Across the Nation / Across the World

South Florida Social Diary

"I know what I know now," said polo patron John B. Goodman, who spoke coherently on the stand during direct testimony, only to crack under cross when his speech pattern stumbled through a fog of "I don't recall." The defense claimed Goodman's selective memory was the result of a forehead bump that caused a dazed-and-confused mild concussion. The diagnosis was reported to have cost $60,000 in expert testimony, explaining why his 911 taped conversation in February 2010 differed from what he testified to in 2012 and contradicted with what he now recalled in October 2014. The jury didn't buy it. Lannis Waters/The Palm Beach Post.
Guilty! Guilty! Goodman retrial ends
By Augustus Mayhew

After more than four hours of deliberation, a second jury has convicted John Goodman of DUI manslaughter and failure to render aid and Vehicular homicide and failure to render aid in the February 2010 death of Scott Wilson. The Wellington-based International Polo Club founder and heir to a more than one billion dollar Texas manufacturing fortune was taken into immediate custody and fingerprinted in the court room. Goodman showed no emotion when the verdict of the Tampa-based sequestered jury was announced on Tuesday afternoon. The defense plans on filing for an appellate bond while Goodman awaits sentencing. According to court watchers, the maximum sentence could be 16 years; the same he received following his first conviction in 2012 that was reversed due to juror misconduct.
The 15-day Goodman trial was staged at the Palm Beach County Courthouse, across the street from the historic 1916 courthouse that houses the Historical Society of Palm Beach County.
Goodman, one of the polo world's most influential and powerful patrons, is now ensconced in the county jail at Gun Club Road, as the Battle of the Bentley experts, said to cost in excess of $500,000, and the priceless "Man cave" story line will be immortalized in law school textbooks and classrooms. The six-member jury relied on common sense and evidence formulated by the Palm Beach Sheriff Office's officers and detectives, as the State asked, rather than the defense's trust in kinetics and biomechanics and their line-up of well-paid experts aided by sophisticated animations, simulations, models, and reconstructions.

"Everyone, has to follow the law. Even John Goodman," assistant state attorney Sherri Collins told the jury in her closing remarks. Something some court watchers did not think would ever happen. Appellate issues will continue to spotlight the case during the upcoming several months; if not, the next several years.
Polo player, celebrity bartender, and Man cave owner Kris Kampsen, seen above, before and after his testimony for the defense. In yet another surreal twist, as the jury began deliberations, it was learned Kampsen notified authorities about a text message he received from someone wanting to be paid for offering to influence the Tampa-based jury.
Defense witnesses James Lala, left, and Kris Kampsen, right, photographed before Lala testified. Lala owns a property near Kampsen's.
Poloist Marc Ganzi, left, reaches out before he testified to shake hands with his Wellington neighbor and defendant John Goodman.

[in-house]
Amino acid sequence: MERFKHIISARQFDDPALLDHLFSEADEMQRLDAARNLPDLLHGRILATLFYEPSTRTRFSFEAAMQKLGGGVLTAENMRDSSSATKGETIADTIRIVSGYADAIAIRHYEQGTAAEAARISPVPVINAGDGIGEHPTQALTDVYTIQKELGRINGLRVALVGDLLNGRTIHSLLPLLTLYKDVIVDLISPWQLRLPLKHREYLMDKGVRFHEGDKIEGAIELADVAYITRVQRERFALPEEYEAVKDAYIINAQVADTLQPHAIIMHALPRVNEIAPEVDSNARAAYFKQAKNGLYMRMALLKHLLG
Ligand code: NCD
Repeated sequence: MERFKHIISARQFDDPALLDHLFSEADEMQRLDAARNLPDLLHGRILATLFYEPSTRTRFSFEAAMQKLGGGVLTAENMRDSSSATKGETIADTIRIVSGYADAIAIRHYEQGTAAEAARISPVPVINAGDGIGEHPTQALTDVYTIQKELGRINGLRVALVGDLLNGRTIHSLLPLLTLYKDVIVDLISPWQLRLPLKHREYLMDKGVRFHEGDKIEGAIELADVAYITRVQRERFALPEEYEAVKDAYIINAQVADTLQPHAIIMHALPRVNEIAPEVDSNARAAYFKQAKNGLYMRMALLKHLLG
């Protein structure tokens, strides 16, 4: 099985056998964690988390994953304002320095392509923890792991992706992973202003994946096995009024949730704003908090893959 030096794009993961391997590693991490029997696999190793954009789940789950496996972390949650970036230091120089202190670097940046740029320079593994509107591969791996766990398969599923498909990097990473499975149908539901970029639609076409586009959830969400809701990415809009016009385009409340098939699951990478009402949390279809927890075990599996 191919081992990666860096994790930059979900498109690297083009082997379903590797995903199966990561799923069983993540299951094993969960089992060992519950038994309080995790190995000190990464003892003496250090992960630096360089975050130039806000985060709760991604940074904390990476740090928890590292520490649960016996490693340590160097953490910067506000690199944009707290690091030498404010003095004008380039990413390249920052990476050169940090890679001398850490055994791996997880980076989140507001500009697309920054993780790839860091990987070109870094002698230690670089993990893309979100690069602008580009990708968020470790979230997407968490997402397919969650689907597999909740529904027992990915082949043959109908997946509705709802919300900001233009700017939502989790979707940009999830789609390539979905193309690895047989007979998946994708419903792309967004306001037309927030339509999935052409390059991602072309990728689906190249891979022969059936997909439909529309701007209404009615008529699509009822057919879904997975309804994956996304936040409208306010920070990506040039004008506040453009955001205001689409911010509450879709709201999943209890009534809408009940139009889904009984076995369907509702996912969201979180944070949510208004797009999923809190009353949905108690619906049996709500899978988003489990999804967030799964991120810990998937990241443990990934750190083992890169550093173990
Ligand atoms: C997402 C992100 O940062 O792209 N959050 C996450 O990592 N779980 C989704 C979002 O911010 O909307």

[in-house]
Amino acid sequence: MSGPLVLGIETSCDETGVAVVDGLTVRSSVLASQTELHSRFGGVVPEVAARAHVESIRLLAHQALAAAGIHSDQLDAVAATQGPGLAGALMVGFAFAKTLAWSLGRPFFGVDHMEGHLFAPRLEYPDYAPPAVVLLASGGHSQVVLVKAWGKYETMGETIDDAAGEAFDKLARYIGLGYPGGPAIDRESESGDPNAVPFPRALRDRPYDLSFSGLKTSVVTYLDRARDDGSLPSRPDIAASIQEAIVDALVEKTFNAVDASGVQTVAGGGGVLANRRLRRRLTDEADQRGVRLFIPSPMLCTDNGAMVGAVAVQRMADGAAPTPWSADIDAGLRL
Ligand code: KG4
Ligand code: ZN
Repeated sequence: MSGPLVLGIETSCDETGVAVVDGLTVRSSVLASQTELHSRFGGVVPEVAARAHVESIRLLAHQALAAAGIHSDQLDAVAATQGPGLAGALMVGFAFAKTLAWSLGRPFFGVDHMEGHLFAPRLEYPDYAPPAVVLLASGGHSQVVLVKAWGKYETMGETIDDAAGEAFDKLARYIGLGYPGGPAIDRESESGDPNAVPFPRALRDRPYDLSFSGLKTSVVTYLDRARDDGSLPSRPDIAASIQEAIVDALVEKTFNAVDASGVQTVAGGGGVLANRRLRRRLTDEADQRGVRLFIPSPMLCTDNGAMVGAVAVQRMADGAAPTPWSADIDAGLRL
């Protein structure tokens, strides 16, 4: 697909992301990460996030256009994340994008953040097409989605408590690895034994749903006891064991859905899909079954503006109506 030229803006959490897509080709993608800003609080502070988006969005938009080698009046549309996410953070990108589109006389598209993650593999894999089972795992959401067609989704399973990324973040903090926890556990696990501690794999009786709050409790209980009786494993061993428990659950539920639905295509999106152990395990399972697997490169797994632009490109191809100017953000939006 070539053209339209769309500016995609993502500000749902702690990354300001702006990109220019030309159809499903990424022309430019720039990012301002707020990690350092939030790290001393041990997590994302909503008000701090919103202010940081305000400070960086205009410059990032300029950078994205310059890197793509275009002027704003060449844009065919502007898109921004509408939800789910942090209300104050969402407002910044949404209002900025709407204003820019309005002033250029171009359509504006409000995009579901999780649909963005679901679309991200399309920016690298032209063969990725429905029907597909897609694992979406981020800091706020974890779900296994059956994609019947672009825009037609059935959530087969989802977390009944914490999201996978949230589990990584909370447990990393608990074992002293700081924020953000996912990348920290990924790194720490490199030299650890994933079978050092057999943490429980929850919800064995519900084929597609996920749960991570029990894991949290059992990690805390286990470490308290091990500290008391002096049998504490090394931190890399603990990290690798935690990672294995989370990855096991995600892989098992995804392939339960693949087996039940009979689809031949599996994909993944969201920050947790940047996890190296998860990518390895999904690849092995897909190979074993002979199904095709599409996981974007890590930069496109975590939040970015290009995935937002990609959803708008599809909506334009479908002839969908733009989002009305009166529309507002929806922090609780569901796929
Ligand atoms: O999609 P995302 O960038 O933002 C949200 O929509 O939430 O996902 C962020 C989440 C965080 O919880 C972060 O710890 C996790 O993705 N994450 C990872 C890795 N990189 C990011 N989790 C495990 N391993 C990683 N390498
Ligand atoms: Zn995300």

Although chief Goodman's defense lawyer Doug Duncan told the jury in his closing that there was "competent, believable, reasonable doubt that no crimes were committed by Mr. Goodman," the jury believed otherwise.
John Goodman, center, with Heather Hutchins, left, and one of the sheriff's plainclothes security guards, right, who were paid 24/7 by Goodman as part of his house arrest while awaiting trial.

















John Goodman and Heather Hutchins leaving the courtroom shortly before closing arguments on Saturday.
During a court break, Greg Goodman confers with Marc Ganzi, left. Across the hall, lawyer Doug Duncan and John Goodman, right, exchange thoughts.
The Battle of the Bentley experts' accounts of "valves, throttles, and compression impact" might have worn out the jury. Top, Karl E. Stopschinski, a Houston automotive engineer retained by Bentley's NYC lawyers Herzfeld & Rubin and paid by Bentley and the State of Florida for his testimony that Goodman's Bentley with less than 20,000 miles did not malfunction. At @ $325 an hour, Stopschinski's fee was reported to be between $80,000 and $90,000. Luke Sedar, above, a Massachusetts engineer, was called by the defense to demonstrate how the Bentley's brakes failed at the very moment John Goodman approached the intersection where the crash occurred. During a four-year period, Sedar's fees were in excess of $200,000. To bolster his claim, Sedar provided a model showing the relationship between the gas pedal, the car's computer, brake booster, and throttle bodies. Courtesy Lannis Waters/The Palm Beach Post.
What remains of John Goodman's 2007 Bentley convertible being recently tested in Sugarland, Texas. The car is being restored by a Houston businessman who bought it an auction after the State released it to Goodman's insurance company, making for one of the case's appellate issues.
Assistant state attorneys Sherri Collins, left, and Alan Johnson, right. "This case is about Scott Patrick Wilson," Johnson told reporters after the verdict. "And that's who achieved justice today, and that's who we all should be thinking about."
Reporter Daphne Duret, above, and Jane Musgrave provided gavel to gavel coverage for The Palm Beach Post.
Photographs by Augustus Mayhew.

Augustus Mayhew is the author of Lost in Wonderland – Reflections on Palm Beach.